The Curtain in Front of the Man: George Bush and al-Qaida
The Curtain in Front of the Man
“the nature of peoples is variable; and it is easy to persuade them of something, but difficult to keep them in that persuasion. And thus things must be ordered in such a mode that when they no longer believe, one can make them believe by force.”
- Niccolo Machiavelli, 1513
“No one can now doubt the word of America”
- George W. Bush, 2004
January 21st, 2004 was an inauspicious moment in American history. The war in Iraq was devolving into a bloodbath of factional fighting, Afghanistan promised the same fate as the Soviets had found in their earlier forays into Taliban country and a fear of September 11th-style attacks was fresh on the minds of the American public. Galvanised by a surge in Wall Street markets and a renewed sense of capitalistic, nationalist pride, Americans badly needed to hear that their rising lifestyles would not be interrupted by what was perceived as the insidious nature of Islamic fundamentalism. Evangelicals, with one of their own in the White House, hoped for a return to Christian principles in law and social order. Industrialists wanted to know their tax burdens would not be increased by socialist manoeuvring within the health-care system. Neoconservative Republicans wanted to verify their guiding principles were being realized by a leader entrusted to do so. George W. Bush would present these affirmations using a language that denied the usefulness of any contradictory methodology. He would do this by invoking a world paradigm constructed by the neoconservative wing of his party.
In 1997, William Kristol formed the Project for the New American Century (PNAC). This organization was to act as a base for deliberating and producing neoconservative agendas for implementation at the highest levels of the American government. With the election of George W. Bush as President in 2000, a substantial number of PNAC members became embedded in the President’s administration. Dick Cheney, Donald Rumsfeld, Paul Wolfowitz, Paul Bremer and Elliott Abrams were all active members of PNAC while occupying key positions that would influence Presidential decisions, principles and the language being used to convey a guiding ideology. The mandate of PNAC was clear. First on the list of priorities was the “need to increase defense spending significantly.” In order to achieve this goal, it was necessary for the public to fear a perceived threat great enough to warrant a significant increase in the defence budget. The criminal act perpetrated by Al Qaida on September 11th 2001 provided the substance for this justification. Using traditionally conservative rhetorical tactics, the threat was invoked in an effective public forum.
“America this evening is a nation called to great responsibilities. And we are rising to meet them. As we gather tonight, hundreds of thousands of American servicemen and women are deployed across the world in the war on terror. By bringing hope to the oppressed, and delivering justice to the violent, they are making America more secure.”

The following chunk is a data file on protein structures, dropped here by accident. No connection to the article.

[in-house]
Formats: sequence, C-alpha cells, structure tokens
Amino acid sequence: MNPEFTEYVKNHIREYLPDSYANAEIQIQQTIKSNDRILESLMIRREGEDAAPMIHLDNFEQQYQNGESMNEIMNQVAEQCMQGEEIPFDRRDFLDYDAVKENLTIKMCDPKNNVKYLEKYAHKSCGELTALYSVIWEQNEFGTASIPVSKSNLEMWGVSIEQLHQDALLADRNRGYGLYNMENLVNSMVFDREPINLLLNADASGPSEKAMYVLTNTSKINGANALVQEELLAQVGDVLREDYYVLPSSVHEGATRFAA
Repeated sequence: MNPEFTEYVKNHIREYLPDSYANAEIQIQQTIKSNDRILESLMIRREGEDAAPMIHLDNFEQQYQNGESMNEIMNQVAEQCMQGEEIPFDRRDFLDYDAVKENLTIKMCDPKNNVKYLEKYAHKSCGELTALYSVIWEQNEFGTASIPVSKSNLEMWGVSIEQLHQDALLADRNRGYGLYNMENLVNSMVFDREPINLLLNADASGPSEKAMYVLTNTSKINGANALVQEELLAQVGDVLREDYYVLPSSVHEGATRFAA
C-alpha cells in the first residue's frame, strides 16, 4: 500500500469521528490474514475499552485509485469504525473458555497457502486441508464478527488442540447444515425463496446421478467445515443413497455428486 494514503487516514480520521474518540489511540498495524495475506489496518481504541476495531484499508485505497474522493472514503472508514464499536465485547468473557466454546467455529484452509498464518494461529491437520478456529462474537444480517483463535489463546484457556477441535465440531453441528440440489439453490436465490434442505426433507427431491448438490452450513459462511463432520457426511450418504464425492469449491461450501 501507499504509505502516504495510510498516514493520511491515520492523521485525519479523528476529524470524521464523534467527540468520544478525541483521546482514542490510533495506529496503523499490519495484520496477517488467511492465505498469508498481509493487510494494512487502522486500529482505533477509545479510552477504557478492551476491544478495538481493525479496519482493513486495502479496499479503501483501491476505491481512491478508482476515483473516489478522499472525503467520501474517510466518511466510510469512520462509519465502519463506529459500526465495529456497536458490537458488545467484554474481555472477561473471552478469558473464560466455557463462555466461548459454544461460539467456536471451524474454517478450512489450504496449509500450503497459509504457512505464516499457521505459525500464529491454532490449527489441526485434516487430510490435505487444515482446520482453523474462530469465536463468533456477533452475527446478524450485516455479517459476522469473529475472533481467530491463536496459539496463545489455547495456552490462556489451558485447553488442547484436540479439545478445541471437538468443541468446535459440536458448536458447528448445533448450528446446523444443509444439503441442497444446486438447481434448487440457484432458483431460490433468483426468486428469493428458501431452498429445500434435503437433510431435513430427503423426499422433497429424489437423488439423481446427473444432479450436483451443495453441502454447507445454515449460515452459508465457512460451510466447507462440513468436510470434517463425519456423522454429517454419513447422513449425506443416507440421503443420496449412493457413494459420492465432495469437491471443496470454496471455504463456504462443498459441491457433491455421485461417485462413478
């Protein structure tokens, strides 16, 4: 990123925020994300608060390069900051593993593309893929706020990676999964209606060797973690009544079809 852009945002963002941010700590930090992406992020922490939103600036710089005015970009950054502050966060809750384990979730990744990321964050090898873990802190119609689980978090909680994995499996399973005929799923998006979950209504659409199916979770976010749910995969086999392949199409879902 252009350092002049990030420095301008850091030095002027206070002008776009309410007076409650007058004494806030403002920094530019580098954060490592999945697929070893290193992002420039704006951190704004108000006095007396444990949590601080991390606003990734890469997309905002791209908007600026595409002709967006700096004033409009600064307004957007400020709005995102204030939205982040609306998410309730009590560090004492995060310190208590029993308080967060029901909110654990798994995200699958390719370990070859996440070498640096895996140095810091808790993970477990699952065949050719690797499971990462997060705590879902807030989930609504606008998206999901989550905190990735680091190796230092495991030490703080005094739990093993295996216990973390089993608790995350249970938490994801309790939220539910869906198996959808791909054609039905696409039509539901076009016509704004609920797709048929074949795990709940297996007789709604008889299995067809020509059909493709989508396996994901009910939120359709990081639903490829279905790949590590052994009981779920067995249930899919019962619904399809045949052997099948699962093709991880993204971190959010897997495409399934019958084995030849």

This is the opening statement of the State of the Union Address of 2004. This prelude continues a State of the Union tradition of invoking a perceived threat and the necessity to challenge it. George Washington, in the first State of the Union Address of 1790, spoke to the danger of “hostile tribes of Indians.” Harry S. Truman, in his State of the Union address of 1951, warned “The threat of world conquest by Soviet Russia endangers our liberty and endangers the kind of world in which the free spirit of man can survive.” Lyndon B. Johnson begins his 1969, State of the Union speech with a warning on “the dangers of nuclear war” and the “great difficulties of dealing with the Communist powers.” This well used and efficient method of designating an enemy to justify an increase in military spending met with success. Six months after delivering this speech, Bush passed a bill allocating 418 billion dollars for the defence budget. This was an 18 percent increase to even the highest cold war military budget.
The next professed goal of PNAC and the neoconservatives was the necessity to “modernize our armed forces for the future.” This target manifested itself in the 2004 State of the Union address with Bush’s commitment to “continue to give homeland security and law enforcement personnel every tool they need to defend us.” This focus on the need to enable defence inside the United States emphasized the fear of an enemy within America. Moving the enemy from far-off Middle Eastern countries to the neighbourhoods of average Americans acted as a catalyst for a massive overhaul of how Americans perceived defence and defence spending. Suddenly, it was no longer a matter of peacekeeping in foreign nations; it was America that required a larger budget for its own interior defence. The necessity of the Patriot Act was reaffirmed along with a massive budget for homeland security.
PNAC’s compulsion “to challenge regimes hostile to our interests and values” reverberated in Bush’s rhetoric on keeping certain foreign nations in check. Following a statement describing the successes in the war on terror, Bush explained the following reasoning behind confronting particular foreign governments:
“As part of the offensive against terror, we are also confronting the regimes that harbor and support terrorists, and could supply them with nuclear, chemical, or biological weapons. The United States and our allies are determined: We refuse to live in the shadow of this ultimate danger.”